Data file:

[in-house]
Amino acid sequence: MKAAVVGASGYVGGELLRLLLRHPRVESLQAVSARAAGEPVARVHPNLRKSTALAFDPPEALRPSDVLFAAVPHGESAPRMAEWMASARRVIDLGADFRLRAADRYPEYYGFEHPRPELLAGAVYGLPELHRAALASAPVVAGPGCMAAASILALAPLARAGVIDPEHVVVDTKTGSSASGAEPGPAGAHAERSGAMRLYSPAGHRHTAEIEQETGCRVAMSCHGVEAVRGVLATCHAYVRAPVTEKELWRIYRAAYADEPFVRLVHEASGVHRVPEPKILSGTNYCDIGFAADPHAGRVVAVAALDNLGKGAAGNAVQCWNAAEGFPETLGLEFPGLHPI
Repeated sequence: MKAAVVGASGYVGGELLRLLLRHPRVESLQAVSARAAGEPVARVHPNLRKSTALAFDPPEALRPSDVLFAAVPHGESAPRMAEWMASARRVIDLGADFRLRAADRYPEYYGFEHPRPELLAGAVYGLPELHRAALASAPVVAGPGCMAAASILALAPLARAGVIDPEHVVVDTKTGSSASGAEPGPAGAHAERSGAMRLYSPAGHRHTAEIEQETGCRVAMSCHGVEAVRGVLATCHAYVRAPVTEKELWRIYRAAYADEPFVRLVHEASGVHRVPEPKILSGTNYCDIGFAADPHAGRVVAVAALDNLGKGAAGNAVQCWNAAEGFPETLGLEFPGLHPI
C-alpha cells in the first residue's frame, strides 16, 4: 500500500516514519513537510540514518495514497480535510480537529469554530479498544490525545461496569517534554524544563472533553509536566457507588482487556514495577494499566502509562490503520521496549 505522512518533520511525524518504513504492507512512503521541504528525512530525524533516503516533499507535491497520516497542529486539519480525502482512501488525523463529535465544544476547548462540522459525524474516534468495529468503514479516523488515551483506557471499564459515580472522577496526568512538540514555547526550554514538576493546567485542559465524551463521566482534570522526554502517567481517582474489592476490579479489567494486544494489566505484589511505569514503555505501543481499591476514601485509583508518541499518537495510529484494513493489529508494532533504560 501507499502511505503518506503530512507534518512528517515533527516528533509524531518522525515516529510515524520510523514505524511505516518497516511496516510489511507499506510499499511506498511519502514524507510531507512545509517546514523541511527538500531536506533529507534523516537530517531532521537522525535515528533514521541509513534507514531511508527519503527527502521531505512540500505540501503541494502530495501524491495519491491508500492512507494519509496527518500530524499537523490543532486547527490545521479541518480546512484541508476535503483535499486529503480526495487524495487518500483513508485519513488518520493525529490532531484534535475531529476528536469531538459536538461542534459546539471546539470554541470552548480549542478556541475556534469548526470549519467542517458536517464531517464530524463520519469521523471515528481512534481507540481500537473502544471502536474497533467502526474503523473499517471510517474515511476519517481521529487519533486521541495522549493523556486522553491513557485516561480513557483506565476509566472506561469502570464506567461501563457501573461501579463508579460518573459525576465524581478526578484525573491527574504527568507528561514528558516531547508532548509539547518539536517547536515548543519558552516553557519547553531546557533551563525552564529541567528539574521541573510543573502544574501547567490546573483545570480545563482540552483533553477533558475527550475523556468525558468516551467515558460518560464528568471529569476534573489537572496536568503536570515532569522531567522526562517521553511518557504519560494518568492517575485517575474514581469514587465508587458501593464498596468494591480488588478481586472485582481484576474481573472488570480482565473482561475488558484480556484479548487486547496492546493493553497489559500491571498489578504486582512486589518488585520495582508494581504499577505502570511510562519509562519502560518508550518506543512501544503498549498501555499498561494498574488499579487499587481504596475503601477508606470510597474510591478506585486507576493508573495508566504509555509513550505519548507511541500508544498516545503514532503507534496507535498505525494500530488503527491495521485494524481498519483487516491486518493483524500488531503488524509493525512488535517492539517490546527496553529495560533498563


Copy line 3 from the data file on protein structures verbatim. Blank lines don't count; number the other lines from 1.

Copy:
Repeated sequence: MKAAVVGASGYVGGELLRLLLRHPRVESLQAVSARAAGEPVARVHPNLRKSTALAFDPPEALRPSDVLFAAVPHGESAPRMAEWMASARRVIDLGADFRLRAADRYPEYYGFEHPRPELLAGAVYGLPELHRAALASAPVVAGPGCMAAASILALAPLARAGVIDPEHVVVDTKTGSSASGAEPGPAGAHAERSGAMRLYSPAGHRHTAEIEQETGCRVAMSCHGVEAVRGVLATCHAYVRAPVTEKELWRIYRAAYADEPFVRLVHEASGVHRVPEPKILSGTNYCDIGFAADPHAGRVVAVAALDNLGKGAAGNAVQCWNAAEGFPETLGLEFPGLHPI